How safe is it to visit Israel?By: C4i

The Holy Land is a place every Christian should try to visit at least once in their lives. It’s a land steeped in history, culture, and biblical importance that simply must be experienced first hand. Unfortunately, it is also a land steeped in conflict. 

When you watch the news and see reports of Hezbollah rocket attacks, indiscriminate kite bombings, and continued skirmishes along border fences, it’s can seem like Israel is a land under siege. For as valuable as a trip to the Holy Land may be, it begs the question – is it safe to visit Israel?

The answer, despite what you may think, is yes.

Nobody is going to say that Israel is a nation without issues. Yes, there are numerous groups and neighbouring states that have sought to destabilize and intimidate the Israeli people for decades, and yes, this often takes the form of violence. But that is only a small part of Israel’s story, and one that should not prevent you from exploring and experiencing its many wonders.

It’s not preventing other people! 2017 was a record-breaking year for Israeli tourism, with more people coming from more quarters of the world than ever before. 3.6 million people safely enjoyed their time visiting the Holy Land last year with no notable incidents of violence or terrorism harming any of them. With 2018 shaping up to exceed 2017’s record numbers, you should be more worried about long lines to some of the most popular sites than anything Hamas is getting up to.

One thing you need to keep in mind is that while Israel has problems, those issues are concentrated in a few key areas. If you go to the Gaza strip for example, you run a higher risk of being involved in an attack because that is an active conflict zone (and has been for years). If you go to the Syrian border, you may be at a higher risk. But these are comparatively small portions of the country. In the vast majority of the country, things work like anywhere else. People go about their business, they travel, gather, go to night clubs, eat at restaurants, and live their lives.
Israel is a very security conscious state, it has to be considering what they’ve been up against historically. As a visitor from a comparatively more peaceful country such as Canada or the US, it may be jarring to see soldiers with rifles at the airport or heavily armed police in some of the larger metropolitans. But those soldiers and police are there not because they are responding to an immediate threat, but to establish a presence and deterrence in those areas -- and it’s been working. The security measures Israel has adopted have been widely successful at deterring large scale attacks, which is why the attacks you do see along the Gaza border, like those balloon bombs for example, are so random and hands-off. Malicious actors know they can’t operate anywhere else with impunity.

Israel is as safe to visit as any other modern, high-population state. There is no reason to deny yourself an incredible experience. Use common sense, check for any travel advisories before leaving for your trip, avoid the most conflict prone areas, and you can be 99.9% sure to enjoy Israel with no problems!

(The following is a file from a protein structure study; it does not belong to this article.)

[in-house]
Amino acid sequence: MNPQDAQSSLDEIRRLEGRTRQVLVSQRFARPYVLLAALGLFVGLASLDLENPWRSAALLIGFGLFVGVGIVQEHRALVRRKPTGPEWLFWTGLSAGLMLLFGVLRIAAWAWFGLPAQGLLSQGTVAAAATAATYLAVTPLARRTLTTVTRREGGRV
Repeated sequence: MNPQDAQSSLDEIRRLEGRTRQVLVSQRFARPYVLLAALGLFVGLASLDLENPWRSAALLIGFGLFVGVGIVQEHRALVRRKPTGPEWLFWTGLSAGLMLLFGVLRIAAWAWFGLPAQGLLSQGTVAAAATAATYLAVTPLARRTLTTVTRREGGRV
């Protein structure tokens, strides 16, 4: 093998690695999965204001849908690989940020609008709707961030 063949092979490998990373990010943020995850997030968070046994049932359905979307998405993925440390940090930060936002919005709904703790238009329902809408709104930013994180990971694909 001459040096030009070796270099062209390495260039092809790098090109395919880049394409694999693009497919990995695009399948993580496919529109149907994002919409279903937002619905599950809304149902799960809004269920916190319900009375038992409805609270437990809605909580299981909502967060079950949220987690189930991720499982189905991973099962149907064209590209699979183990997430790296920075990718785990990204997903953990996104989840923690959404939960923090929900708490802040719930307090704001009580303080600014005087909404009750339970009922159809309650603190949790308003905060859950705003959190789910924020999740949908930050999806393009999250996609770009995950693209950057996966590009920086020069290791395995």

What is Yom HaAliyah?By: LifeWEB Admin-NR

We’re all familiar with major Israeli holidays like Yom Kippur and Hanukkah, but when it comes to Yom HaAliyah, it’s entirely possible you’ve never even heard of it! That’s not surprising, Yom HaAliyah is a new addition to the Israeli calendar. However, despite being only a few years old, it is still a significant holiday and worth knowing about to have a deeper understanding of Israeli culture.

Yom HaAliyah, or Aliyah Day, is celebrated annually on the tenth of the Hebrew month of Nisan and observed in schools on the seventh of the Hebrew month of Cheshvan. This year, it was celebrated on April 5th and is being observed on Oct 15th. The days are set aside as a recognition and celebration of Aliyah (those of Jewish descent immigrating to Israel), recognizing immigration as a core value of Israel, and acknowledging the many contributions immigrants have made to the nation. 

The push to have a national day of recognition for Aliyah began in 2012. A grassroots campaign of regular citizens and non-profit groups began to push for a special day to celebrate a key aspect of Israeli life and culture. The message proved popular and gained support from other organizations and enjoyed bi-partisan support across party lines in the Knesset. In 2016, the holiday was officially formed.

The date for the holiday was specifically chosen due to its biblical significance. According to the Book of Joshua, the Israelites crossed the Jordan River at Gilgal into the Promised Land on that day. This would have been the first Aliyah by a large group of people.
The day of observation was also chosen due to biblical significance. The seventh of Cheshvan coincides with the date in which Abraham is told to leave his home to go to what is now Israel. The idea is to make a direct modern connection to the historical roots of the state of Israel.

On Aliya Day, schools set aside their regular lesson plans for special classes and presentations. They learn about the history of the nation, the cultural significance of Aliyah, and the contributions immigrants have made and continue to make to Israel. A ceremony is also preformed at the President’s Residence that is broadcast and shared throughout the nation.